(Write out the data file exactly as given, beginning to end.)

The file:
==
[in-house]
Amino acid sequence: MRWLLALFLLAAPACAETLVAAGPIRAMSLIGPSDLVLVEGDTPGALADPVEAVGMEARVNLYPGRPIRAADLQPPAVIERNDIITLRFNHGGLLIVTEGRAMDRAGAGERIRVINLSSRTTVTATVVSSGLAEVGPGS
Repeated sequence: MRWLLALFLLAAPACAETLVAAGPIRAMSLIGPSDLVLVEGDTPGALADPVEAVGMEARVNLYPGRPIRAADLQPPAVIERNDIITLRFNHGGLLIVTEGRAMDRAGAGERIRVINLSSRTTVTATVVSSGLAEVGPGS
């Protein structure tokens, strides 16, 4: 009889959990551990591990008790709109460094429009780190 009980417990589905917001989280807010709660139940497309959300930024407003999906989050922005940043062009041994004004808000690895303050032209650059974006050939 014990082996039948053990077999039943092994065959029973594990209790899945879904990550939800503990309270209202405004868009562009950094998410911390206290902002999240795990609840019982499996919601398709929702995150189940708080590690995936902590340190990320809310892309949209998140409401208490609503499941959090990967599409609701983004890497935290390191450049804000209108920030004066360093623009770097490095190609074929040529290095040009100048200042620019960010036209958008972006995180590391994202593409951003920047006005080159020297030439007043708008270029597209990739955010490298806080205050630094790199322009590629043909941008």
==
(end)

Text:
[in-house]
Amino acid sequence: MRWLLALFLLAAPACAETLVAAGPIRAMSLIGPSDLVLVEGDTPGALADPVEAVGMEARVNLYPGRPIRAADLQPPAVIERNDIITLRFNHGGLLIVTEGRAMDRAGAGERIRVINLSSRTTVTATVVSSGLAEVGPGS
Repeated sequence: MRWLLALFLLAAPACAETLVAAGPIRAMSLIGPSDLVLVEGDTPGALADPVEAVGMEARVNLYPGRPIRAADLQPPAVIERNDIITLRFNHGGLLIVTEGRAMDRAGAGERIRVINLSSRTTVTATVVSSGLAEVGPGS
């Protein structure tokens, strides 16, 4: 009889959990551990591990008790709109460094429009780190 009980417990589905917001989280807010709660139940497309959300930024407003999906989050922005940043062009041994004004808000690895303050032209650059974006050939 014990082996039948053990077999039943092994065959029973594990209790899945879904990550939800503990309270209202405004868009562009950094998410911390206290902002999240795990609840019982499996919601398709929702995150189940708080590690995936902590340190990320809310892309949209998140409401208490609503499941959090990967599409609701983004890497935290390191450049804000209108920030004066360093623009770097490095190609074929040529290095040009100048200042620019960010036209958008972006995180590391994202593409951003920047006005080159020297030439007043708008270029597209990739955010490298806080205050630094790199322009590629043909941008």